Rule #1 Finance Blog

retirement planning

The Benefits of Compound Interest After Retirement

Phil Town

8 comments.

Posted in retirement planning

When you are ready to retire, how much of your stock should you sell?

Let’s pretend it’s time to retire and we have $1 million of stock invested in a wonderful company…

Not too bad, huh?

We can sell all of our stock in the company and use that to finish paying off our mortgages, travel the world, and visit our children – or we can keep our money in the company and skim what we need from the top to live during retirement.

Which path to retirement is better? Read more.

Tax-Free Ways to Grow Your Retirement

Phil Town

6 comments.

Posted in retirement planning

One of the key strategies for growing wealth is to minimize taxes on your money. When it comes to saving for retirement, the more capital you have, the more interest you gain.  The following are some tips on how you can save on taxes and grow your retirement at the same time. Read more.

Don’t Eat the Seed Corn

Phil Town

0 comments.

Posted in retirement planning

A lot of people spend all their income on living expenses and, as a result, don’t have enough to retire today and won’t have enough to retire tomorrow, either. Read more.

Investing in Trusts

Phil Town

2 comments.

Posted in retirement planning

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TAKE YOUR TIME

Phil Town

2 comments.

Posted in retirement planning

Many of you write in asking how to roll over your retirement plans. Here's a question from Kay:

Hi Phil,

I am a nurse at a local hospital with a 401K and a 403B plan.  I have a 14% payroll deduction every two weeks.  The funds are managed by Fidelity. I have yet to see a 10% return.  I have given myself 6mo to become a real rule #1 investor.

I have a paper account at MSN and am making money!  When I get the guts to jump in what is the best strategy to get my $130,000.00 out of Fidelity and into the stocks I pick.

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PREDICTING A COMPANY’S LONGEVITY

Phil Town

0 comments.

Posted in retirement planning

From the Comments under the YHOO post:

Question Phil. (And thanks for answering the email I sent to you.)  QUOTE:  "Still, as you pointed out, it would be very difficult to predict that YHOO is going to be around for sure in 20 years."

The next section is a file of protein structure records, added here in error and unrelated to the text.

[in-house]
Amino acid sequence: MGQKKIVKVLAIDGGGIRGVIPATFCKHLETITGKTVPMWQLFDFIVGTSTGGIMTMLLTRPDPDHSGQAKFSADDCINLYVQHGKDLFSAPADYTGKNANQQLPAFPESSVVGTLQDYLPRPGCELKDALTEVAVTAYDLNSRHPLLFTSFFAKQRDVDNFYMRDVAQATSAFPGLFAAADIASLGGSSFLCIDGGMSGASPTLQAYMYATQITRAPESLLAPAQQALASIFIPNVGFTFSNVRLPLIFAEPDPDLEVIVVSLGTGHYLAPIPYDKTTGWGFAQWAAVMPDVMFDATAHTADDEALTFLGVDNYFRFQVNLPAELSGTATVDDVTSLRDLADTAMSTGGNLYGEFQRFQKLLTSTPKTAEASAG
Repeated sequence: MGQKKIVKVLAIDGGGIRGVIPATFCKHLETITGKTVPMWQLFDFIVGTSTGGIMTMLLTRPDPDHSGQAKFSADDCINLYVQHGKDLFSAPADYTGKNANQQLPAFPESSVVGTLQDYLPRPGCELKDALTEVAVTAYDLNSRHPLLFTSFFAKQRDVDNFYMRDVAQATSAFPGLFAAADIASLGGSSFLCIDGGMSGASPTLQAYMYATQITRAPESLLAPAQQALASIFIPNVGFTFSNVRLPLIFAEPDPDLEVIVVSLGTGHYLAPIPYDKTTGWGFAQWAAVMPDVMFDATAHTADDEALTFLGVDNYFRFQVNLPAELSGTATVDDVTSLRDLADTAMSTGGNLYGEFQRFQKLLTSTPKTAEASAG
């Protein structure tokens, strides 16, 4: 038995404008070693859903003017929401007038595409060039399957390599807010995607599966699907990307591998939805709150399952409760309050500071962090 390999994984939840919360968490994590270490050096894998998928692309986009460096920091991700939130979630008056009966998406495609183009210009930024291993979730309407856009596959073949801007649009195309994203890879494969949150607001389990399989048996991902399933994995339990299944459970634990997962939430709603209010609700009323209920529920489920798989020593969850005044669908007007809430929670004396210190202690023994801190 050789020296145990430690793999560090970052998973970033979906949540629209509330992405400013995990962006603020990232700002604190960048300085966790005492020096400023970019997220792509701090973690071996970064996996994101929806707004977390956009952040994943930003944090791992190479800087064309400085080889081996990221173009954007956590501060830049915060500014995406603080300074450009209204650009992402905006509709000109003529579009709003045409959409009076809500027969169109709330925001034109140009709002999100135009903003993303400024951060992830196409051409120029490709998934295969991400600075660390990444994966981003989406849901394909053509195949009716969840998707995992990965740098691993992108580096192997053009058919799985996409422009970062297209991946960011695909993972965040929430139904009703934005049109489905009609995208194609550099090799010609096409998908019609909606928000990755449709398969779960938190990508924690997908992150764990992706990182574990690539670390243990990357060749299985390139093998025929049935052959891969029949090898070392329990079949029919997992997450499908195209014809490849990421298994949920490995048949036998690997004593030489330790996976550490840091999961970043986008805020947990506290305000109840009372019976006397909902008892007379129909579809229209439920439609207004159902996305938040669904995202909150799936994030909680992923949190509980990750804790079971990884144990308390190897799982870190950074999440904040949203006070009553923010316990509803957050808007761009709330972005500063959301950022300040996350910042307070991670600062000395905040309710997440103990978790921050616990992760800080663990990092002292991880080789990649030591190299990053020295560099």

How did we know this early in GE or IBM's lief [sic] that they were going to be around 20 years? How do we know Whole Foods is going to be around. I think with any company there is a bit of speculation don't you think?

Do we have to wait for a comapny [sic] to be around 20 years to know that it is a good company to invest in?

Here's what I told him:

Excellent question:  How can we know that a business will be around in twenty years?

It's all about the first three Ms.  And in this case it's most particularly about the Moat

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LIKE MONEY IN THE BANK

Phil Town

7 comments.

Posted in retirement planning

People often write in to ask me specifically how to free up funds to invest. I’m sure a lot of you have Eric’s question, below, about life insurance. Read on:

Mr. Town,

1.  I currently have a whole life policy into which I pay $250 per month.  Would it be smarter for me to invest the $250/month in following the program you set before us during the "Get Motivated!" seminar?  I could pick up inexpensive term life to replace it for about $120 per year and invest an additional $3000 per year.  I do have $3000 invested in the policy at this point (1 year) to consider – what would you do?

2.  I started putting about $200-$500 per month into a normal money market account four months ago just to have it set aside for a rainy day.  You seemed to be in favor of putting all eggs into one basket – do I close my safety account and start sending that money to Scottrade?

3.  I have an IRA in worth about $15K.  Would I be smarter to take the penalty for early withdrawal in order to have it available to invest using the Success Investor’s Toolbox in the manner you described during the seminar?

Any advice is greatly appreciated.

Eric W.

Here’s what I think:

Read more.

SAFETY NET NATION

Phil Town

9 comments.

Posted in retirement planning

BusinessWeek recently pointed out that the major stumbling block in the President’s attempt to privatize a part of Social Security is that Americans across the political spectrum are afraid to take responsibility for investing their own money. They want the government to keep its guarantees in place … even if the rate of return on Social Security is only 2%.

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